I have an idea.
The federal government needs to compile a list of women who shouldn’t be allowed to get abortions. The criteria for getting on the list must be flexible. If an official at, say, the NIH or FBI think that a woman should be a mother for some reason or other, he or she can block an abortion. Maybe the woman has great genes or a high IQ or the sorts of financial resources we need in parents. Let’s leave that decision where it belongs: in the hands of the government.
Heck, there’s really no reason even to tell women if they’re on the “no abort” list. Let them find out at the clinic. And if they go in for an abortion only to discover they are among the million or more people on the list, there will be no clear process for getting off it, even if it was a bureaucratic error or case of mistaken identity.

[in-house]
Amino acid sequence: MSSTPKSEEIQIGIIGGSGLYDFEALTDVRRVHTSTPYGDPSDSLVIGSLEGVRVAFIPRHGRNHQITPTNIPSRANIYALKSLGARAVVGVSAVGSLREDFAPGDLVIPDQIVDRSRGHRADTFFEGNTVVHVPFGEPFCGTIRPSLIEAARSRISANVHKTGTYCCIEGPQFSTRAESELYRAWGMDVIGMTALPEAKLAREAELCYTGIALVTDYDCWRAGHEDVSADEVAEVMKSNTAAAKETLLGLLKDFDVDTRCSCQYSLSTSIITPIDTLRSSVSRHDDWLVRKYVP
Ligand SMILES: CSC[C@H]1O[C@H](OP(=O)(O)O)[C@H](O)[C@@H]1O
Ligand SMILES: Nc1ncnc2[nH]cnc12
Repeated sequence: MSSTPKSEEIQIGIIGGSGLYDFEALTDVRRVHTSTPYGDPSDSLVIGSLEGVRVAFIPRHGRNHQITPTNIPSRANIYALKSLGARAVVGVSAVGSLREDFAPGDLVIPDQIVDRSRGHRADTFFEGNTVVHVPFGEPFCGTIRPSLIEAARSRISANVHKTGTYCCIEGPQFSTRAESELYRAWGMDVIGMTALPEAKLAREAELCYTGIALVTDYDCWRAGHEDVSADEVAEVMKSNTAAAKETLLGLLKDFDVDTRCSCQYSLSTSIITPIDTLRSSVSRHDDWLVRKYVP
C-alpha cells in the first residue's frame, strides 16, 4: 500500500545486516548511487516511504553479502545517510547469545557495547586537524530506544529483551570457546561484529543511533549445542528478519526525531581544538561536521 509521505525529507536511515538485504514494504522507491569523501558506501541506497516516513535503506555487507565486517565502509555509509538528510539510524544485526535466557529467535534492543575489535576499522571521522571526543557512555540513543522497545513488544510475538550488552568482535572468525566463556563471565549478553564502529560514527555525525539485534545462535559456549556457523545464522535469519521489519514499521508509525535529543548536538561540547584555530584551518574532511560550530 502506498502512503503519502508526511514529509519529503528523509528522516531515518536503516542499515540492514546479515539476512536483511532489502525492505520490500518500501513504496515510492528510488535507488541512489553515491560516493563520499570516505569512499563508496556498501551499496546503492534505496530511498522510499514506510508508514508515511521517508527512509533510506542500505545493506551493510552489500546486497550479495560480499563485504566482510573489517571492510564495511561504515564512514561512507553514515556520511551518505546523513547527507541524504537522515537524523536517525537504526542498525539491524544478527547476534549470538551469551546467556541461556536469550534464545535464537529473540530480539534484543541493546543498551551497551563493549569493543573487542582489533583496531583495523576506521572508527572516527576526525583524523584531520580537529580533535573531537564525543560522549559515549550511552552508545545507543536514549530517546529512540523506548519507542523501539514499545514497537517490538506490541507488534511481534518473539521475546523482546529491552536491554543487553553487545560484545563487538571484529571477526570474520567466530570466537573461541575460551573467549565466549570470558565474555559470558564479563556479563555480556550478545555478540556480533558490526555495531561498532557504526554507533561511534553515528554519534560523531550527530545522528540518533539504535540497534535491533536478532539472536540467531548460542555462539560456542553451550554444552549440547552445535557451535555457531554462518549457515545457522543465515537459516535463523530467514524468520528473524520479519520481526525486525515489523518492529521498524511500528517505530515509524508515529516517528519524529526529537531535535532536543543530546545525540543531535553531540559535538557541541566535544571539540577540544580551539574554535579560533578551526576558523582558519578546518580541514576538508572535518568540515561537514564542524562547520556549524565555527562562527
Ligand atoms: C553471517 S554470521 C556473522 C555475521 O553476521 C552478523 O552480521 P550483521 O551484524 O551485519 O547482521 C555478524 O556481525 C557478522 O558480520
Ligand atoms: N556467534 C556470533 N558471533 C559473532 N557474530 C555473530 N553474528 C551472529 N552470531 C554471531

Sound like a good idea?
You probably don’t think so, particularly if you took part in the celebratory riot of good feeling in the wake of the Supreme Court’s recent decision striking down Texas abortion regulations. In the case of Whole Woman’s Health v. Hellerstedt, the court ruled that Texas could not raise the required health and safety standards of abortion clinics to match those of other “ambulatory surgical centers.” The reforms were implemented in the wake of the Kermit Gosnell scandal, in which the Philadelphia abortionist’s abattoir was revealed to be more like the setting for a Saw& movie than a decent medical clinic.